Tuesday, 9 January 2018: 8:30 AM
Room 4ABC (ACC) (Austin, Texas)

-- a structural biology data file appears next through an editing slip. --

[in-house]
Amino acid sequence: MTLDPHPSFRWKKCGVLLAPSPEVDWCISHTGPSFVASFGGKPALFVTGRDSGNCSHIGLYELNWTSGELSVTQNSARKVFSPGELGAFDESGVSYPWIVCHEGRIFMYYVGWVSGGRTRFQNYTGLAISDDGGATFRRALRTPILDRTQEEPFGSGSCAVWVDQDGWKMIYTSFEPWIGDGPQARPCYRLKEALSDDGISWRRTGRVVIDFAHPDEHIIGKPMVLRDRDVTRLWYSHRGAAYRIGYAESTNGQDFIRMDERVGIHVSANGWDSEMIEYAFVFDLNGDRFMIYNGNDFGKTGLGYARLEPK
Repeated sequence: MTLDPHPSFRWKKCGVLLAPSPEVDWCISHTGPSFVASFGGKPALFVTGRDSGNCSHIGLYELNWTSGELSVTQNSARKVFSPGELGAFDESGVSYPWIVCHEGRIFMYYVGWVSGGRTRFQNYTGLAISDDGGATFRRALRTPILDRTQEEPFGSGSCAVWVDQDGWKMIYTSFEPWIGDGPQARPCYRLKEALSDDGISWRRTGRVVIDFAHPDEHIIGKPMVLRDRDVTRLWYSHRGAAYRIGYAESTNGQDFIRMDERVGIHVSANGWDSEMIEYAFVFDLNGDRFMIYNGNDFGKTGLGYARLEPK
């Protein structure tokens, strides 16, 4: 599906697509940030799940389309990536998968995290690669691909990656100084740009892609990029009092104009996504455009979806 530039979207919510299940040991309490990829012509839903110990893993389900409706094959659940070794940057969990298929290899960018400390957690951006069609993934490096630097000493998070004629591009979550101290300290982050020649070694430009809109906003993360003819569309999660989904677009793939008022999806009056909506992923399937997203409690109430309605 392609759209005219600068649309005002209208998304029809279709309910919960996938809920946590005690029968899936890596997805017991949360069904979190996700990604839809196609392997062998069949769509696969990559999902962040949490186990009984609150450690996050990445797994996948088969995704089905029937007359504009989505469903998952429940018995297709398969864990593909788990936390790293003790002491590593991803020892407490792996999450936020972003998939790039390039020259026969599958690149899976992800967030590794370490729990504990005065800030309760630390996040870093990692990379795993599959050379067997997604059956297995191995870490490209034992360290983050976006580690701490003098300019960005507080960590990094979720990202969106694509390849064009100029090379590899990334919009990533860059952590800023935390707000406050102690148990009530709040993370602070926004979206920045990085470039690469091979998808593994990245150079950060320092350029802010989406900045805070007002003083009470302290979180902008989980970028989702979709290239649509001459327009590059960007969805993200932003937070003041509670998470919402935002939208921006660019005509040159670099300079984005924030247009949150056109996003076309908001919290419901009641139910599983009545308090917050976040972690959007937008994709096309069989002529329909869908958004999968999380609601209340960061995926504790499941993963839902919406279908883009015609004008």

Atmospheric inverse models have long been a primary tool used to determine emission rates for greenhouse gases and pollutants, based on observations of concentrations in the atmosphere. The results of inverse analyses bear on important questions, with often surprising and controversial results. How much methane is emitted to the atmosphere from natural gas infrastructure, or from coal mining? Is the Arctic releasing accumulated carbon to the atmosphere? What factors are responsible for the global shifts over time in the cycles of methane and carbon dioxide? This talk uses a set of case studies to assess how reliable are these models, what are the limiting factors, and how can we make them better. We emphasize the role of data density and design of observations to constrain independent and interdependent sources of error and bias. The role of transport errors and bias introduced by the structure of priors, and the critical need for information constraining the vertical distribution of target species, will be illustrated. We conclude by exploring how future development of remote sensing, surface networks, and aircraft observations can best inform inverse models so that they can be more effectively applied to critical scientific and societal problems.
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